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  • “Do You Ring? Or Are You Rung For?”:Mass Media, Class, and Social Aspiration in Edwardian Ireland
  • Stephanie Rains

In October 1903, readers of Ireland’s Own might have noticed, among the more conventional advertisements for soap and baby food, an announcement of the Dr. McLaughlin Company’s Electro-Vigour belt, which promised to “pour glowing, exhilarating vitality into you while you sleep; it rejuvenates, animates sluggish circulation, stimulates the brain into activity and fills the body with life, ambition and endurance.”1

This advertisement was not unusual in popular publications of the early twentieth century. It and many others played upon a very particular set of anxieties about masculinity, class, and the experience of mass culture. The fact that these fears are evident in popular media is not a coincidence: this was the era of an exponentially growing mass media, accompanied by great anxieties about what it might mean to be part of a mass audience. Scholars have been slow to see that experience in Ireland, probably due to a traditional reluctance to recognize Irish modernity, including its experience of mass culture. Because nationalism and national identity were so central to Irish public discourse of the period, there has been a much greater critical emphasis upon the experience of being a member of a “national public” than upon the experience of being a member of a “mass audience.” Ireland’s status as a small nation—in which that national public is presumed not be a faceless crowd—may also have contributed to this lack of discussion of mass audiences.

But mass culture depends less upon sheer numbers than it does upon a conception of its audience as a mass, and therefore as a market to be segmented for the consumption of particular products. Ireland in the early twentieth century was actually a highly developed mass media market. It not only had a popular publishing industry of its own by this point; it was also experiencing the widespread circulation of imported newspapers, magazines, advertisements, as well as the products they sold. This was an experience of international mass culture [End Page 17] on a greater scale than that of many other countries, and one that undoubtedly involved the creation of an Irish mass market.

Ireland’s Own was a story paper established in Wexford in 1902 by John M. Walsh, who had inherited the People Printing Works from his father and also owned several local newspapers. Within a couple of years of starting Ireland’s Own, Walsh moved the magazine to Dublin, where he founded the Dublin Saturday Post.2 Although there are no reliable circulation figures, Ireland’s Own (which cost 1d a week) was almost certainly the most popular Irish story paper during the early twentieth century, perhaps selling as many as 80,000 copies per week.3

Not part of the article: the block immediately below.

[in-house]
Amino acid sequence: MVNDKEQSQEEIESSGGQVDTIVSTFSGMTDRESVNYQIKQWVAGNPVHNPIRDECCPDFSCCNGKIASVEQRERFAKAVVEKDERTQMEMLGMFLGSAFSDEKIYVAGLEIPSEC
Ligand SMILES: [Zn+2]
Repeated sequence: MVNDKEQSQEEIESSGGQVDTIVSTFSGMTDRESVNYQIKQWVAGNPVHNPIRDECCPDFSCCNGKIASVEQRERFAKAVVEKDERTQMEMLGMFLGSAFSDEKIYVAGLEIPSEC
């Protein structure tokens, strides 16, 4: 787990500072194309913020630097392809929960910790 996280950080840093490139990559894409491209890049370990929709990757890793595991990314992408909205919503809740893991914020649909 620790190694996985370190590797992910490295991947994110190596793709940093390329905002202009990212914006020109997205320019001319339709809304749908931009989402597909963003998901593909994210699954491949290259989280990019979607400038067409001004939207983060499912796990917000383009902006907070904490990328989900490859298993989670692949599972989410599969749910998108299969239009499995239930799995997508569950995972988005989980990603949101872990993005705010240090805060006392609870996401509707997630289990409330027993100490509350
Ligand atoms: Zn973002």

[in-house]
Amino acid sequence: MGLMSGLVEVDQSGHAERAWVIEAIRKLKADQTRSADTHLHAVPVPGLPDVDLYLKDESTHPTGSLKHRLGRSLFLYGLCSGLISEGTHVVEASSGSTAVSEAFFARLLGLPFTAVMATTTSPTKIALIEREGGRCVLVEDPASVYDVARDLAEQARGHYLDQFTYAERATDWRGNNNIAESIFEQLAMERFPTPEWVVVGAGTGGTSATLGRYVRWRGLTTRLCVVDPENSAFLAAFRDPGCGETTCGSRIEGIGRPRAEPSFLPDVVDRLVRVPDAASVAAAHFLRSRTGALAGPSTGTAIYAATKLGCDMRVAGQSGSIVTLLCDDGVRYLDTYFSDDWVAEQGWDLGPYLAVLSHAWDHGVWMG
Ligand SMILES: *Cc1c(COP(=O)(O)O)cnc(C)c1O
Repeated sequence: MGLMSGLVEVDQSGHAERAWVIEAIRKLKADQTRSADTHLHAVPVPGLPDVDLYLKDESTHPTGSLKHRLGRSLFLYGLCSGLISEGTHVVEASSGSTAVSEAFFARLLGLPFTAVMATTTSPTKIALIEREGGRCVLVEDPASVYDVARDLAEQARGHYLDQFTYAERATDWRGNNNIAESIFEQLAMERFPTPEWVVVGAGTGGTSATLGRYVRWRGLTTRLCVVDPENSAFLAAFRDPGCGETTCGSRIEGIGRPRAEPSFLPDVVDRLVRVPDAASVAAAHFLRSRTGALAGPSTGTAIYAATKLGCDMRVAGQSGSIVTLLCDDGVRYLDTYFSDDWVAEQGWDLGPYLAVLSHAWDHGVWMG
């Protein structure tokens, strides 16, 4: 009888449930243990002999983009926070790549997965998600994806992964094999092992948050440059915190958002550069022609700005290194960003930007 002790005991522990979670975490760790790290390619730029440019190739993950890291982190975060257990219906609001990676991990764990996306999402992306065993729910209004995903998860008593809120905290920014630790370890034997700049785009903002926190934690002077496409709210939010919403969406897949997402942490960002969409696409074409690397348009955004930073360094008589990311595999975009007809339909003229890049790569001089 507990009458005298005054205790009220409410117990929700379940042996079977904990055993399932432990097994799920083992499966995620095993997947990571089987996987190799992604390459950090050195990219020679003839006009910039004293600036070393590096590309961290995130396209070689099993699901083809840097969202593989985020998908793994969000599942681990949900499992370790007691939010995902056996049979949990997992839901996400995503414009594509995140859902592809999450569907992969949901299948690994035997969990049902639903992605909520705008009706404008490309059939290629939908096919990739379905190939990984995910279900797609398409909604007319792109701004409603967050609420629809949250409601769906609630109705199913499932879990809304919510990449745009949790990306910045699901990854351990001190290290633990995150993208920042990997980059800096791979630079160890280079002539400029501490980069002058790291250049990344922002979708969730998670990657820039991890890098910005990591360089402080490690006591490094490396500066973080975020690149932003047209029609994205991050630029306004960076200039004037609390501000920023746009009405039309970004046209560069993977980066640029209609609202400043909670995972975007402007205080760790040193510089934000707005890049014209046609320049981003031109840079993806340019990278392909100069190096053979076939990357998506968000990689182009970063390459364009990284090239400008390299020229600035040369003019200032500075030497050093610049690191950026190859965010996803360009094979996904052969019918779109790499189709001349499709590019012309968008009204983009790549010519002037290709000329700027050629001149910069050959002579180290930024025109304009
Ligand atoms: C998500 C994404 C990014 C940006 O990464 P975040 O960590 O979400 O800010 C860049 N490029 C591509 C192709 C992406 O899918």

Story papers, as their name suggests, were weekly papers focused upon short and serial fiction (mainly adventure and romance stories), along with regular columns, competitions, and feature articles. They were designed to appeal mainly to younger male readers, aged approximately fourteen to twenty-four, especially those of the upper working-and lower middle-classes, but a variety of evidence from the magazines themselves suggests that they were often read by entire families. The more successful of the British story papers, such as the Boys’ Own Paper and Magnet, ranked among the most widely read publications of the era, and were, of course, available in Ireland, as were most British papers and magazines. American equivalents, mainly published in New York, included Argosy and the All-Story Paper, both produced by the publishing magnate Frank Munsey.4 Like the other Irish story papers, such as the Irish Emerald, the Shamrock and the Irish Packet, Ireland’s Own attempted to cope with the competition from high-circulation British imports by emphasizing their Irishness and also by claiming to be more “wholesome.”

This claim had particular potency during the early twentieth century, in the context of the “social purity” movement, which campaigned against fiction and other popular forms that it perceived to be debauched and immoral. The social purity movement was particularly active in Ireland in 1911 to 1913, although it focused its energies...


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